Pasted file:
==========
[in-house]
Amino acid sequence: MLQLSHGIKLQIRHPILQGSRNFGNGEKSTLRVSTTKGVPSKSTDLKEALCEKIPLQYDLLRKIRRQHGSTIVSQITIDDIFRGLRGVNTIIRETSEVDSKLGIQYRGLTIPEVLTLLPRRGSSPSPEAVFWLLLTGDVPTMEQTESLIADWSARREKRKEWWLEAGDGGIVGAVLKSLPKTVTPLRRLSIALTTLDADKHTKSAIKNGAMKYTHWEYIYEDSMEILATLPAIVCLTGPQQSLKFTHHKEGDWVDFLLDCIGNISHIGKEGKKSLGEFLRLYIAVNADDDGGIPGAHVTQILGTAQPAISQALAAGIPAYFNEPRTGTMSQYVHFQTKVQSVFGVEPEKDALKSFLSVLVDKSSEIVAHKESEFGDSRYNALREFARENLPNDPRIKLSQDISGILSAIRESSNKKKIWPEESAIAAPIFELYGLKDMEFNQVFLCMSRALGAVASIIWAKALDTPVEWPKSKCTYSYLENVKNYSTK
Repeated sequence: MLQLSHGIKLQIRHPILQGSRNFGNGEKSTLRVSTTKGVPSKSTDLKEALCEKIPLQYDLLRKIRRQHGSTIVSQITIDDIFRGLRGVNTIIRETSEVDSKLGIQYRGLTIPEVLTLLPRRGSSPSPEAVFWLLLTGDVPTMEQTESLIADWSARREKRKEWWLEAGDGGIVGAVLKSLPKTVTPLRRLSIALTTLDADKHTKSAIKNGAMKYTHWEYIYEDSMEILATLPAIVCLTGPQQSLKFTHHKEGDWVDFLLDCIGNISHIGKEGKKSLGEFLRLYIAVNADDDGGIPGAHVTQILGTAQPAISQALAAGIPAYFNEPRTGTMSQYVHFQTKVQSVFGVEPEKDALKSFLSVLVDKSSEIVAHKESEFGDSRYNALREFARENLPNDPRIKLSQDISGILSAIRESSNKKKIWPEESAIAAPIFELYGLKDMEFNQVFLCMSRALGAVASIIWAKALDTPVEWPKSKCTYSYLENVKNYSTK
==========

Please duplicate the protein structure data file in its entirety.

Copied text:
[in-house]
Amino acid sequence: MLQLSHGIKLQIRHPILQGSRNFGNGEKSTLRVSTTKGVPSKSTDLKEALCEKIPLQYDLLRKIRRQHGSTIVSQITIDDIFRGLRGVNTIIRETSEVDSKLGIQYRGLTIPEVLTLLPRRGSSPSPEAVFWLLLTGDVPTMEQTESLIADWSARREKRKEWWLEAGDGGIVGAVLKSLPKTVTPLRRLSIALTTLDADKHTKSAIKNGAMKYTHWEYIYEDSMEILATLPAIVCLTGPQQSLKFTHHKEGDWVDFLLDCIGNISHIGKEGKKSLGEFLRLYIAVNADDDGGIPGAHVTQILGTAQPAISQALAAGIPAYFNEPRTGTMSQYVHFQTKVQSVFGVEPEKDALKSFLSVLVDKSSEIVAHKESEFGDSRYNALREFARENLPNDPRIKLSQDISGILSAIRESSNKKKIWPEESAIAAPIFELYGLKDMEFNQVFLCMSRALGAVASIIWAKALDTPVEWPKSKCTYSYLENVKNYSTK
Repeated sequence: MLQLSHGIKLQIRHPILQGSRNFGNGEKSTLRVSTTKGVPSKSTDLKEALCEKIPLQYDLLRKIRRQHGSTIVSQITIDDIFRGLRGVNTIIRETSEVDSKLGIQYRGLTIPEVLTLLPRRGSSPSPEAVFWLLLTGDVPTMEQTESLIADWSARREKRKEWWLEAGDGGIVGAVLKSLPKTVTPLRRLSIALTTLDADKHTKSAIKNGAMKYTHWEYIYEDSMEILATLPAIVCLTGPQQSLKFTHHKEGDWVDFLLDCIGNISHIGKEGKKSLGEFLRLYIAVNADDDGGIPGAHVTQILGTAQPAISQALAAGIPAYFNEPRTGTMSQYVHFQTKVQSVFGVEPEKDALKSFLSVLVDKSSEIVAHKESEFGDSRYNALREFARENLPNDPRIKLSQDISGILSAIRESSNKKKIWPEESAIAAPIFELYGLKDMEFNQVFLCMSRALGAVASIIWAKALDTPVEWPKSKCTYSYLENVKNYSTK